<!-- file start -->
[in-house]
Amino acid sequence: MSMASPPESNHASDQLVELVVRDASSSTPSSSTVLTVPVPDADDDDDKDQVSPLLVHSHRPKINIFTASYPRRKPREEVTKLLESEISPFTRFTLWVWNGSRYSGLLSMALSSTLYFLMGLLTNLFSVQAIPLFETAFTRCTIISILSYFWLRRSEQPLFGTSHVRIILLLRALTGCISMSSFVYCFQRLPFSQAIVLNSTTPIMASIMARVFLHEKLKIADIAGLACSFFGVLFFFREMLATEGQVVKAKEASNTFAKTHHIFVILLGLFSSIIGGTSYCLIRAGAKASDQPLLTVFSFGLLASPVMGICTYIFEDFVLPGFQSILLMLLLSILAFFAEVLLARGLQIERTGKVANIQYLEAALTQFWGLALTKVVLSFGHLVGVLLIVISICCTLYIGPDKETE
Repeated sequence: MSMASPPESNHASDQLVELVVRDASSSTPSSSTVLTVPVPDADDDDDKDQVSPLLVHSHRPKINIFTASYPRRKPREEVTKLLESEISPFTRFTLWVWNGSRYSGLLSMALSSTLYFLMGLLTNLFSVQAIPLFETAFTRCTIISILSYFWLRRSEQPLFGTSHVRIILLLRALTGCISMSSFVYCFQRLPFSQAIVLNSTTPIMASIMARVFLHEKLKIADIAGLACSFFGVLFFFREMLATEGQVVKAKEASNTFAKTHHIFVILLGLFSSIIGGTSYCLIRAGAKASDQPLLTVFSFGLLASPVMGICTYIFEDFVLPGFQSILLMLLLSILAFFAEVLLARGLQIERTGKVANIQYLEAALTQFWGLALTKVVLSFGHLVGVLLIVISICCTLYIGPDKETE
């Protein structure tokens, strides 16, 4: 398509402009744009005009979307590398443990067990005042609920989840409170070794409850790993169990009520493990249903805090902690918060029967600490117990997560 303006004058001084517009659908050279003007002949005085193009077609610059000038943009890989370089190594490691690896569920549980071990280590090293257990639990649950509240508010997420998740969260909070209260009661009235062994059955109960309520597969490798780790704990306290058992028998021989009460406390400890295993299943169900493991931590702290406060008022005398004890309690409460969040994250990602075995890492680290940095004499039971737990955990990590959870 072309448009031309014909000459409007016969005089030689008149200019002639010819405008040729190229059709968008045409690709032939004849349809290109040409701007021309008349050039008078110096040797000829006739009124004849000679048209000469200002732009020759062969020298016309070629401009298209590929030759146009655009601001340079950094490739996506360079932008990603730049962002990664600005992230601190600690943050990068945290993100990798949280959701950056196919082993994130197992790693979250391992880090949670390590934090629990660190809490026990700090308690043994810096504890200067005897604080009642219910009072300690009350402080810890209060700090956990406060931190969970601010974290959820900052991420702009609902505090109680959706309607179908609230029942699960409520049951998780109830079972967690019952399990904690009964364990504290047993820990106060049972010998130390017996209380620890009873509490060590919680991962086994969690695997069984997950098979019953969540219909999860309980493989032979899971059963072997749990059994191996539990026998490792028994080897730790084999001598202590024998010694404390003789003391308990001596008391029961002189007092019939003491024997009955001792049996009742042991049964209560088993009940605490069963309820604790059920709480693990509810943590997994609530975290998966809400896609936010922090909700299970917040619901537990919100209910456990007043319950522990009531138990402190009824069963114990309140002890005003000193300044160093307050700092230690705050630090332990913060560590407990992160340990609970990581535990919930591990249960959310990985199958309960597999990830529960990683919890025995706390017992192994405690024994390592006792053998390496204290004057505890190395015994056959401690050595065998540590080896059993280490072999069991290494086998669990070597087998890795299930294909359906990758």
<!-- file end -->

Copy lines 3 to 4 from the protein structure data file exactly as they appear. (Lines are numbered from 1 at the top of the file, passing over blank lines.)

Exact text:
Repeated sequence: MSMASPPESNHASDQLVELVVRDASSSTPSSSTVLTVPVPDADDDDDKDQVSPLLVHSHRPKINIFTASYPRRKPREEVTKLLESEISPFTRFTLWVWNGSRYSGLLSMALSSTLYFLMGLLTNLFSVQAIPLFETAFTRCTIISILSYFWLRRSEQPLFGTSHVRIILLLRALTGCISMSSFVYCFQRLPFSQAIVLNSTTPIMASIMARVFLHEKLKIADIAGLACSFFGVLFFFREMLATEGQVVKAKEASNTFAKTHHIFVILLGLFSSIIGGTSYCLIRAGAKASDQPLLTVFSFGLLASPVMGICTYIFEDFVLPGFQSILLMLLLSILAFFAEVLLARGLQIERTGKVANIQYLEAALTQFWGLALTKVVLSFGHLVGVLLIVISICCTLYIGPDKETE
């Protein structure tokens, strides 16, 4: 398509402009744009005009979307590398443990067990005042609920989840409170070794409850790993169990009520493990249903805090902690918060029967600490117990997560 303006004058001084517009659908050279003007002949005085193009077609610059000038943009890989370089190594490691690896569920549980071990280590090293257990639990649950509240508010997420998740969260909070209260009661009235062994059955109960309520597969490798780790704990306290058992028998021989009460406390400890295993299943169900493991931590702290406060008022005398004890309690409460969040994250990602075995890492680290940095004499039971737990955990990590959870 072309448009031309014909000459409007016969005089030689008149200019002639010819405008040729190229059709968008045409690709032939004849349809290109040409701007021309008349050039008078110096040797000829006739009124004849000679048209000469200002732009020759062969020298016309070629401009298209590929030759146009655009601001340079950094490739996506360079932008990603730049962002990664600005992230601190600690943050990068945290993100990798949280959701950056196919082993994130197992790693979250391992880090949670390590934090629990660190809490026990700090308690043994810096504890200067005897604080009642219910009072300690009350402080810890209060700090956990406060931190969970601010974290959820900052991420702009609902505090109680959706309607179908609230029942699960409520049951998780109830079972967690019952399990904690009964364990504290047993820990106060049972010998130390017996209380620890009873509490060590919680991962086994969690695997069984997950098979019953969540219909999860309980493989032979899971059963072997749990059994191996539990026998490792028994080897730790084999001598202590024998010694404390003789003391308990001596008391029961002189007092019939003491024997009955001792049996009742042991049964209560088993009940605490069963309820604790059920709480693990509810943590997994609530975290998966809400896609936010922090909700299970917040619901537990919100209910456990007043319950522990009531138990402190009824069963114990309140002890005003000193300044160093307050700092230690705050630090332990913060560590407990992160340990609970990581535990919930591990249960959310990985199958309960597999990830529960990683919890025995706390017992192994405690024994390592006792053998390496204290004057505890190395015994056959401690050595065998540590080896059993280490072999069991290494086998669990070597087998890795299930294909359906990758």